Maha Prajnaparamita Sastra

by Gelongma Karma Migme Chödrön | 2001 | 940,961 words

This page describes “notes on the buddha’s omniscience (sarvajnata)” as written by Nagarjuna in his Maha-prajnaparamita-sastra (lit. “the treatise on the great virtue of wisdom”) in the 2nd century. This book, written in five volumes, represents an encyclopedia on Buddhism as well as a commentary on the Pancavimsatisahasrika Prajnaparamita.

Appendix 2 - Notes on the Buddha’s omniscience (sarvajñatā)

The question of the Buddha’s omniscience (sarvajñatā) is quite complex. At the time of the Buddha, some individuals claimed to know everything, to understand everything, to have nothing further to know or to understand. They said:

“Whether I walk or stand still, whether I sleep or am awake, I have always knowledge and awareness at my disposition” (sabbaññū sabbadassāvīpaccupaṭṭhitan ti).

Such were, e.g., the claims of Nigaṇṭha Nāthaputta, Pūraṇa Kassapa, etc. (Majjhima, I, p. 92; II, p. 31; Aṅguttara, IV, p. 428). The Buddha is more modest: “Those who affirm”, he says to Vacchagotta,

“that the monk Gotama is omniscient (sabbaññū), clairvoyant (sabbadassāvī), do not speak the truth about me… They would be correct to say that the monk Gotama possesses the three knowledges” (tevijjo samano Gotamo).

These three knowledges are the knowledge of past existences, the knowledge of the death and birth of beings and the knowledge of the destruction of the impurities (Majjhima, I, p. 482).

The Sarvāstivādin-Vaibhāṣika doctrine is based on the canonical line. The Mahāniddesa, p. 178–178, says that the Buddha is omniscient, not by virtue of his knowing everything but by virtue of the fact that he is able to know whatever he wishes. Describing the perfection of wisdom belonging to the Buddha, Koṣa, VII, p. 832, identifies a fourfold knowledge: 1) untaught knowledge (anupadiṣṭa jñāna), 2) universal knowledge (sarvatra jñāna), i.e., knowledge of all natures, 3) omniform knowledge (sarvathā jñāna), i.e., knowledge of every way of being, 4) spontaneous knowledge (ayatnajñāna) knowledge by the simple wish to know.

On the other hand, the Greater Vehicle attributes to the Buddha pure and simple omniscience. The Mppś asserts below, k. 2, p. 74c, that the Buddha knows all the sciences and that, if he does not teach them, it is because nobody asks him. The explanatory literature on the Prajñās, such as the Abhisamayālaṃkāra, p. 1–2, and its commentary, the Āloka, p. 5, attribute a threefold knowledge to the Buddha: 1) sarvākārajñatā. omniscience peculiar to the Buddha, ultimate and direct knowledge in one singlr moment of all aspects of existence, absolute and empirical; 2) mārgajñatā, omniscience relating to the paths of salvation, Hīnayāna and Mahāyāna; it belongs to the Buddha and the bodhisattvas on the bhūmis; 3) sarvajñatā, omniscience relating to things of the empirical world; it represents the knowledge of all the elements from the non-ego point of view; it belongs to the Buddhas and bodhisattvas and is accessible to the Hīnayāna saints. (cf. E. Obermiller, Doctrine of PP, p. 62; Analysis, 3–6).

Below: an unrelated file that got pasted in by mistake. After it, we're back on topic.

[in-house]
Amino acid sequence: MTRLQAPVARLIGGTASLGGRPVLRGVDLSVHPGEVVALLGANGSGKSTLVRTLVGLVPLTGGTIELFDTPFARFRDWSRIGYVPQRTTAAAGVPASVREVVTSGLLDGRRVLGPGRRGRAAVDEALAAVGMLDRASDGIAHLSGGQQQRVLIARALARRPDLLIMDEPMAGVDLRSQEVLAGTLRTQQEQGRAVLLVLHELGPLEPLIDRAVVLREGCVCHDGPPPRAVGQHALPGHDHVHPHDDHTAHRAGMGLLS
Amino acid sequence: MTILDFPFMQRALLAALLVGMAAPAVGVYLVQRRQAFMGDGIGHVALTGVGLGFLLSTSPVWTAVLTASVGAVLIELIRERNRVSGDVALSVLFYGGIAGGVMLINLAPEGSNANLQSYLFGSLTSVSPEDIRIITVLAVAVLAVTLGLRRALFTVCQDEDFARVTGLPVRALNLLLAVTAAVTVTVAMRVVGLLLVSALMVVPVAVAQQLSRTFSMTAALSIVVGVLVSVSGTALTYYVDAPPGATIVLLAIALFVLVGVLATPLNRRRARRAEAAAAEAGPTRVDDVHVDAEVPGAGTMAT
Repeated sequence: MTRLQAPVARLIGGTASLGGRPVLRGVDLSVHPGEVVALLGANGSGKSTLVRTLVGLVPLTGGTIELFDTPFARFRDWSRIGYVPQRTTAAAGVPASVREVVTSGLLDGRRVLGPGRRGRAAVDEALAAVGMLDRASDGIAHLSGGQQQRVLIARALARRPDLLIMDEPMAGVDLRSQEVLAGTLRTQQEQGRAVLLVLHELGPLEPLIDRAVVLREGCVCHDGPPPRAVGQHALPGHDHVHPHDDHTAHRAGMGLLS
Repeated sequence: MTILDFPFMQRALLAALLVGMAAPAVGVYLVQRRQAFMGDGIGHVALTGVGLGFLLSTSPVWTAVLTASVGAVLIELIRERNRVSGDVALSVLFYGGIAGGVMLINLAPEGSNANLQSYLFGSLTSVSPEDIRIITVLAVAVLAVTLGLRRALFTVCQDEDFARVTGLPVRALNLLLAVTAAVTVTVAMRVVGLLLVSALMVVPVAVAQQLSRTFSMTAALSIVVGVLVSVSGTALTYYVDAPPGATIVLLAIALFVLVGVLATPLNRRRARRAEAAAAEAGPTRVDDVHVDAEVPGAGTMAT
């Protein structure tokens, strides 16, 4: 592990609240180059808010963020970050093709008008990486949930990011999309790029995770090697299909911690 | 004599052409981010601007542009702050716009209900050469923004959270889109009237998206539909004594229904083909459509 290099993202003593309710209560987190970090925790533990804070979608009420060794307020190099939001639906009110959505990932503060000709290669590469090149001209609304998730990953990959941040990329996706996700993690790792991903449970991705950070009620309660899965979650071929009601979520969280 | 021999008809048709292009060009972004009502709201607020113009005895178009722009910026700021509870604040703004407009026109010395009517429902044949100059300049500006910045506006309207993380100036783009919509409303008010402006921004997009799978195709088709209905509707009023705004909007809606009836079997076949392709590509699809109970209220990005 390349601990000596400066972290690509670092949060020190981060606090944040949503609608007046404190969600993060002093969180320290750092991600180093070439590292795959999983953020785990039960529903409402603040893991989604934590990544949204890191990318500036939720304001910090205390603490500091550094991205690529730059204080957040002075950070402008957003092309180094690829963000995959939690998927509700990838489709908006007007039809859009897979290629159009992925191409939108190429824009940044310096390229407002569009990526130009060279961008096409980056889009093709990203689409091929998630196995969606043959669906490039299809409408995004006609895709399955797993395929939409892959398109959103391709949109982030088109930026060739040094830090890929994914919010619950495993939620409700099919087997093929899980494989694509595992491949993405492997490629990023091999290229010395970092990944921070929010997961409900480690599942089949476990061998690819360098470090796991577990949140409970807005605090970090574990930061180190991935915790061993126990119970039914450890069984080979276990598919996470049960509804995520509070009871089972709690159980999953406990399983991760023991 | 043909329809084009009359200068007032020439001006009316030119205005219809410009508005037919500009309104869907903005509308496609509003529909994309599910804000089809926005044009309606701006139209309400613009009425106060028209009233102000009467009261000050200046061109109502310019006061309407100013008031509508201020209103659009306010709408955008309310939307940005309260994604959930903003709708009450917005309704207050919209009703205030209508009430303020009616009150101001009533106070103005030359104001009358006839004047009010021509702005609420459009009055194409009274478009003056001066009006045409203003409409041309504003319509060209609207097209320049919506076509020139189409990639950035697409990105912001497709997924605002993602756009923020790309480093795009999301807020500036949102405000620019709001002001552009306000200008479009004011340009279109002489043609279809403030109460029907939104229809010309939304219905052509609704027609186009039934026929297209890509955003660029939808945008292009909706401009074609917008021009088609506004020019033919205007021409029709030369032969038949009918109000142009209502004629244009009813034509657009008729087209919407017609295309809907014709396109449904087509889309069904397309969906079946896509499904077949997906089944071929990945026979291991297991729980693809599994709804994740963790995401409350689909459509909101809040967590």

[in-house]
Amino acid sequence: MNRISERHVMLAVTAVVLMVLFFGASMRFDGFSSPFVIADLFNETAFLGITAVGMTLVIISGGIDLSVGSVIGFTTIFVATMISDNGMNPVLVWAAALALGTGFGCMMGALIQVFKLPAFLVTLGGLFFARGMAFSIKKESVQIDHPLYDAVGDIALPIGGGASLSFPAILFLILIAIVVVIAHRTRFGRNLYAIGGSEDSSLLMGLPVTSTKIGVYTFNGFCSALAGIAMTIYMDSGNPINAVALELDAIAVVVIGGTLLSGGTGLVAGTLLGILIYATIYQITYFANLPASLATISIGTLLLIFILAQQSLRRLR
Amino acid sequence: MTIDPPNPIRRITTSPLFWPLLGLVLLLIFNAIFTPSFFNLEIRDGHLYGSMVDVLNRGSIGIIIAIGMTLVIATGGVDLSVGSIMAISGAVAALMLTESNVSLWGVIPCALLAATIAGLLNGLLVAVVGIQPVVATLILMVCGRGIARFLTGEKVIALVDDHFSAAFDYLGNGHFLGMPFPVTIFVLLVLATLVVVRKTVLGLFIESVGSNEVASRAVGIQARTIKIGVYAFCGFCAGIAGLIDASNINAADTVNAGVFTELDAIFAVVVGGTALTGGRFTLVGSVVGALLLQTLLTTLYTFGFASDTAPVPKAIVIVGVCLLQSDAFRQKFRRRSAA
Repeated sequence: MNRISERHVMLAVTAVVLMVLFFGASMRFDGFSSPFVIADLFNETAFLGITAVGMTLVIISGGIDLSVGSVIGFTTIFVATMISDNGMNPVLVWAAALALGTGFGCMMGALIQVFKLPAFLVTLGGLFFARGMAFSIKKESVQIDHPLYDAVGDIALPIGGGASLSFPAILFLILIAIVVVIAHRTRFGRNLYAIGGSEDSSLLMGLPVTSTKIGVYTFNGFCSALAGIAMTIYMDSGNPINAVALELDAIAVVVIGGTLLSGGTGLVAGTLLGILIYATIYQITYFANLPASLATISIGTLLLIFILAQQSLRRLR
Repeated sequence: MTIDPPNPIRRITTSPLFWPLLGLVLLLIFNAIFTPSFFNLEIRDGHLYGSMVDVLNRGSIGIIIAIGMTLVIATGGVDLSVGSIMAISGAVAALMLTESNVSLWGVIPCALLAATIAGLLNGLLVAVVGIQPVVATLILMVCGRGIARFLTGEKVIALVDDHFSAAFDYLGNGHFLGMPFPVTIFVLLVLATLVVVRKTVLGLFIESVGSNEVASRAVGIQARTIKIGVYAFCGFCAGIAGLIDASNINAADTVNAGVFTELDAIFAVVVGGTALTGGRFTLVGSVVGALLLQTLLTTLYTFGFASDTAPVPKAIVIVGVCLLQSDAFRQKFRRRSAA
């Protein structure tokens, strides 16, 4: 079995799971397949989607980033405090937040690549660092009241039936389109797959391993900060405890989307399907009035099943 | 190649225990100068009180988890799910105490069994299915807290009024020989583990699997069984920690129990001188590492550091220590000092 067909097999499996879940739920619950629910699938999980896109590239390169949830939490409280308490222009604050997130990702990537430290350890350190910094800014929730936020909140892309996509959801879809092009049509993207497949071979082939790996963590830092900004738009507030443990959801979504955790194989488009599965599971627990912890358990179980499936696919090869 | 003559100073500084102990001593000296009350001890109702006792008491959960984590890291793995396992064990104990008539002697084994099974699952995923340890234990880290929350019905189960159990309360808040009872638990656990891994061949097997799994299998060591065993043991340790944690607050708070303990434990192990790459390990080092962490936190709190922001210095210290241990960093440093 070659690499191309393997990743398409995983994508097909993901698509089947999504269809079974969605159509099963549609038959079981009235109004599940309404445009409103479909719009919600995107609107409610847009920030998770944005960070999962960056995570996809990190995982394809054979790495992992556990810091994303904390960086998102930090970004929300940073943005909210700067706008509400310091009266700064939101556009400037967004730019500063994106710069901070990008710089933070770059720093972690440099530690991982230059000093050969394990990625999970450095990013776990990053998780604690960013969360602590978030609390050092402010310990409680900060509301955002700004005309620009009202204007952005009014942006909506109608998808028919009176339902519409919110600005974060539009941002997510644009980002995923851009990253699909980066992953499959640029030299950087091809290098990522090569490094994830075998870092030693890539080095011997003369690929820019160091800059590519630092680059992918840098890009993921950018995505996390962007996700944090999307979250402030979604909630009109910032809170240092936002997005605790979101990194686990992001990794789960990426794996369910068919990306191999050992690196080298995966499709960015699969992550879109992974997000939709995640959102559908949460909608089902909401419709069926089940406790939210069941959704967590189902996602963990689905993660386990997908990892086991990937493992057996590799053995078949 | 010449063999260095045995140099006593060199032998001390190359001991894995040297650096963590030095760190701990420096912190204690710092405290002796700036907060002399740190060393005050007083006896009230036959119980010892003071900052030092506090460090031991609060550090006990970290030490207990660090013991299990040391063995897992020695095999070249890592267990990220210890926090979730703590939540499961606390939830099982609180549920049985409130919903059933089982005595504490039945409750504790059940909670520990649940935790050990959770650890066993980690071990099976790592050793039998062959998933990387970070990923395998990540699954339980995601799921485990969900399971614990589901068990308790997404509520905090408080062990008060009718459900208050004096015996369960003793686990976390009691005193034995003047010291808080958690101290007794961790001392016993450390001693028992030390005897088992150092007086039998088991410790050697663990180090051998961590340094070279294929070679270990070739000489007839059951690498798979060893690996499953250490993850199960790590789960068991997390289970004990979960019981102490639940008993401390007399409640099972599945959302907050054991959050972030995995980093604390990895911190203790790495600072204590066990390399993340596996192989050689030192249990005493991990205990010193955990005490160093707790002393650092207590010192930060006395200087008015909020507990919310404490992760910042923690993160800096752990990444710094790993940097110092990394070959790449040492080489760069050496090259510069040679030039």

The Bodh. bhūmi, p. 404–405, defines the sarvākārajñāna, the omniform knowledge, as follows: tatra yat tathāgatasyānarthopasaṃhiteṣu…ity ucyate. The sarvākārajñatā allows the Buddha to cut through the doubts of all beings. – This comes from a stanza of the Mahāyānasūtrālaṃkāra, XXI, 58, p. 188.

tribhiḥ kāyair…namo ’stu te ||

“By means of the trikāya thou hast attained the great omniform enlightenment. Thou cuttest through the doubts of all beings! Homage to thee!”

This stanza is repeated and commented upon in the Saṃgraha, p. 303; the commentary proposes four interpretations of the epithet sarvākāra applied to the Buddha’s knowledge; it concludes by saying:

“As for myself, I see the suppression of all obstacles (sarvāvaraṇaprahāṇa) in this omniform knowledge: it cuts through all the obstacles to knowledge (jñeyāvaraṇa) and suppresses all the impregnations (vāsanā). It is a precise knowledge bearing on all the doubts of others.”

– The question of omniscience is linked with that of knowledge which, in turn, has some complications; see J. Rahder in Hôbôgirin, Chi, p. 283–297.